Yes, I do tend to search out and favor idiosyncratic stage productions, rather than the more familiar cultural offerings, as I have commented on my arts and entertainment report for public radio 99.1 KBUU, and select websites everywhere.

It is not that I don’t appreciate the attractions at the Hollywood Bowl, Disney Concert Hall , and the Pantages theatre, among the more popular venues. And I do enjoy attending them on occasion.

But as I have observed an evolving Los Angeles has become increasingly open to the staging of individualistic and experimental productions. While they may be more challenging, if not at times off putting, they should be encouraged, and for me and other culture vultures, this makes L.A. the place to be, for feeling alive.

So it was last week it was to the Music Center’s Ahmanson Theatre, where the Wayne McGregor Company performed a dance concert based on the choreographer’s genome sequence. It made each selection random and unique, and as exquisitely interpreted by the supple, accomplished dancers, mesmerizing and fascinating.

And this week it is back to the Ahmanson for an equally promising experience of the Diavolo company’s Architecture in Motion, which weaves contemporary dance with dare devil gymnastics and fearless acrobatics; in the words of the choreographer, using “dance to explore the relationship between the human body and its architectural environment.”

Expect is the unexpected. What fun, and thank you Gloyra Kaufman Dance, for its continuing support of the contemporary productions.

Then next week enthusiastically recommended is the Los Angeles Master Chorale as you never heard it before, in two performance of the a cappella Renaissance masterpiece by Orlando di Lasso, “Lagrime di San Pietro,” in English, the Tears of St. Peter.

As directed by the always inventive Peter Sellars, Twenty-one singers will perform the magnum opus consisting of a madrigal cycle depicting the seven stages of grief that St. Peter experienced after disavowing his knowledge of Jesus Christ on the day of his arrest and prior to his crucifixion. It is described as a contemporary allegory for our fractious times; think the recent Senate deliberations.

Making this production particularly attractive to Malibu and Westside residents, is that it is being presented at the inviting Wallis Annenberg Center for the Performing Arts, in an accessible Beverly Hills.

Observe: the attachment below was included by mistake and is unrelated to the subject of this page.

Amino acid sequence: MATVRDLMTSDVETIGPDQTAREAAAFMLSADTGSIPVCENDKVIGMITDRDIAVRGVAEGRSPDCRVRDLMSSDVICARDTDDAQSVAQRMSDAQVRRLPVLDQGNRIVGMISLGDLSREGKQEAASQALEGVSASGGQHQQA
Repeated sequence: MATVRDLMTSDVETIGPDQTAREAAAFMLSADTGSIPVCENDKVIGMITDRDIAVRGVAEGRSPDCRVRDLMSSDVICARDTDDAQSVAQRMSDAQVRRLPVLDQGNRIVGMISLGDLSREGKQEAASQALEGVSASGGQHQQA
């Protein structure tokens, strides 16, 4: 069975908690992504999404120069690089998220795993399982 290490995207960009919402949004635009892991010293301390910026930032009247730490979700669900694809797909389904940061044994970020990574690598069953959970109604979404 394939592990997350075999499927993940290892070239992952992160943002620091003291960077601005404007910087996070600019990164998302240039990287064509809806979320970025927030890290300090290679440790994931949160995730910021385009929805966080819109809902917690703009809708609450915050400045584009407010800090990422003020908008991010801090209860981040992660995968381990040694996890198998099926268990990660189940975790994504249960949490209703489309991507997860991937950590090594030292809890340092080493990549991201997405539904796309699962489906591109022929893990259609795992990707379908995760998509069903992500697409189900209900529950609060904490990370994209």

And for the culturally adventurous, the venue known in brief as the Wallis deserves a shout out and support, for its cutting edge offerings, which the upcoming Master Chorale production next Saturday and Sunday most definitely promises to be, and no doubt a sell out too.




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Parallel careers as an urban planner and a journalist, principally at present airing commentaries on pubic radio 99.1 KBU.FM The many arrows in my quiver have included Emmy award winning reporter/ producer for local Fox Television News, design critic for the Los Angeles Times, urban affairs reporter for The New York Times, an editor of The New York Post, contributor to various popular and professional publications, news services and broadcast outlets, including Reuters, NET, NBC, CBS, NPR and the BBC. Founding editor of the East Harlem (NY) Independent. A diversity of professional positions and consultancies in the private and public sectors, (Metro, Disney Imagineering, Howard Hughes, M. Milken, NYC Educational Construction Fund, US Comptroller of the Currency etc,) assorted academic appointments (UCLA, USC, CCNY, Art Center etc.), and always open to new challenge. And let us not forget fashioning sand castles and acting on 90210, crafting TV docs, design reviews, master plans. Books: "The Dream Deferred: People, Politics and Planning in Suburbia," "L.A. Lost and Found," an architectural history of Los Angeles, "L.A. Follies," a collection of essays, and co-author of "The New York City Handbook." Writings have appeared in academic texts, commentaries on the web, scripts for TV, and wherever, latest the Architects Newspaper, The Planning Report and Planetizen.

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